What many consider as standard Orc...off colored skin (grey, green and yes even black) as well as aggressive tendencies and tribalistic nature is not the ORIGINAL Orc....

https://en.wikipedia.org/wiki/Orc_(Middle-earth)

Original Orcs, made by Tolkien, were "made of slime through the sorcery of Morgoth: 'bred from the heats and slimes of the earth..."

Tolkien also described them as "squat, broad, flat-nosed, sallow-skinned, with wide mouths and slant eyes; in fact degraded and repulsive versions of the (to Europeans) least lovely Mongol-types."

From this I would say that their original does not appear to be racist....but their description could be...as well as the fact that he does say that Europeans would find them repulsive...

I wrote a paper in college about the original races from LOTR and how they fit with traditional/normal races in the real world.

A few professors could not agree on the "Orc in the room"...
 
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S'mon

Hero
They represent what you want them to.

Tolkien's orcs definitely didn't represent any colonialist* narrative on his part. Arguably they represented a fear of the urban industrial Proletariat. Other sources may vary.

*Admittedly there are some really weird uses of the word "colonialist" these days. I don't see how fear of invading Mongol hordes who trashed a good chunk of Europe and the Middle East is 'colonialist' - the Mongols were the 'colonisers'. Likewise Moorish invasion of Spain and Turkish invasion of Europe. Whereas invading 'native' areas to kill them and take their stuff is 'colonialist'.
 
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I think the connection between JRRT's orcs and certain stereotypical presentations of "eastern"/Turkic peoples is fairly self-evident.

And what [MENTION=22779]Hussar[/MENTION] and [MENTION=19675]Dannyalcatraz[/MENTION] have said about the pulp origins of contemporary fantasy is likewise pretty evident.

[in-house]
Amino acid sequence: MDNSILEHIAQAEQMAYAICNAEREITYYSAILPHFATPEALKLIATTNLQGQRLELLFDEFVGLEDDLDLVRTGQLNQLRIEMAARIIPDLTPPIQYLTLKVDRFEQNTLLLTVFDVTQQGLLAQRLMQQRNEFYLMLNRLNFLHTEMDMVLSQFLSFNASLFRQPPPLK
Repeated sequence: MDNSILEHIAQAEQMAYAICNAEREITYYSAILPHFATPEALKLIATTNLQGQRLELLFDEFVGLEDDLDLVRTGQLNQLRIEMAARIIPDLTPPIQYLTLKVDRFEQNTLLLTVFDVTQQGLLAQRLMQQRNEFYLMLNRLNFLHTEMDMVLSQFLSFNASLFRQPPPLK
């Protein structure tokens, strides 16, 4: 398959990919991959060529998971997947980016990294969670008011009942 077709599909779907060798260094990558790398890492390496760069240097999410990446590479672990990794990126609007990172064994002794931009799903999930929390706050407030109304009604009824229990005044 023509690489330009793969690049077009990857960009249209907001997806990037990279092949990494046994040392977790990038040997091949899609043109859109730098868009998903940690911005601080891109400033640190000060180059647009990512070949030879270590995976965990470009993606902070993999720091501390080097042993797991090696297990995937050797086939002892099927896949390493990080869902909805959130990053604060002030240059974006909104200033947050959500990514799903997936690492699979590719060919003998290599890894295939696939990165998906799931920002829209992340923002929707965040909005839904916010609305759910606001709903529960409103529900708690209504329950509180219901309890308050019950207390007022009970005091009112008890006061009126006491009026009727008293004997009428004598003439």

Then there are peculiarities that are distinctive to D&D, like Gygax's Monster Manual describing dwarves as brown but nearly all D&D art depicting them as white.
 

Hussar

Legend
They represent what you want them to.

Tolkien's orcs definitely didn't represent any colonialist* narrative on his part. Arguably they represented a fear of the urban industrial Proletariat. Other sources may vary.

*Admittedly there are some really weird uses of the word "colonialist" these days. I don't see how fear of invading Mongol hordes who trashed a good chunk of Europe and the Middle East is 'colonialist' - the Mongols were the 'colonisers'. Likewise Moorish invasion of Spain and Turkish invasion of Europe. Whereas invading 'native' areas to kill them and take their stuff is 'colonialist'.
Mongol, in early 20th century English, didn't really refer to Ghengis Khan, unless you were specifically talking about history. Mongol in the vernacular tends to be a pretty negative term for Asians - thus we get terms like Mongoloid as a perjorative for those with Down's Syndrome. The description certainly isn't flattering.

And, again, we have to be careful in interpretations not to be dismissive of those who might view things differently. This is literature. There are very, very few "correct" interpretations. So long as you can support the interpretation in the text, then the interpretation, while different, is valid. Simply brushing off criticisms of racism in Tolkien because he's not talking about 12th century Mongols isn't really going to get anywhere.

At the time of Tolkien writing, terms that we would consider pretty pejorative, such as, "squat, broad, flat-nosed, sallow-skinned, with wide mouths and slant eyes; in fact degraded and repulsive versions of the (to Europeans) least lovely Mongol-types" today were not particularly analyzed. However, several decades later, well, when your evil race looks like ugly northern Asians, it's quite possible to ruffle some feathers.

And, really, it's so indicative of the general tone of early to mid 20th century Spec Fic. The casual racism of the day bleeds into the text. And, when we draw from those texts, it can be pretty off putting if we're not very, very careful.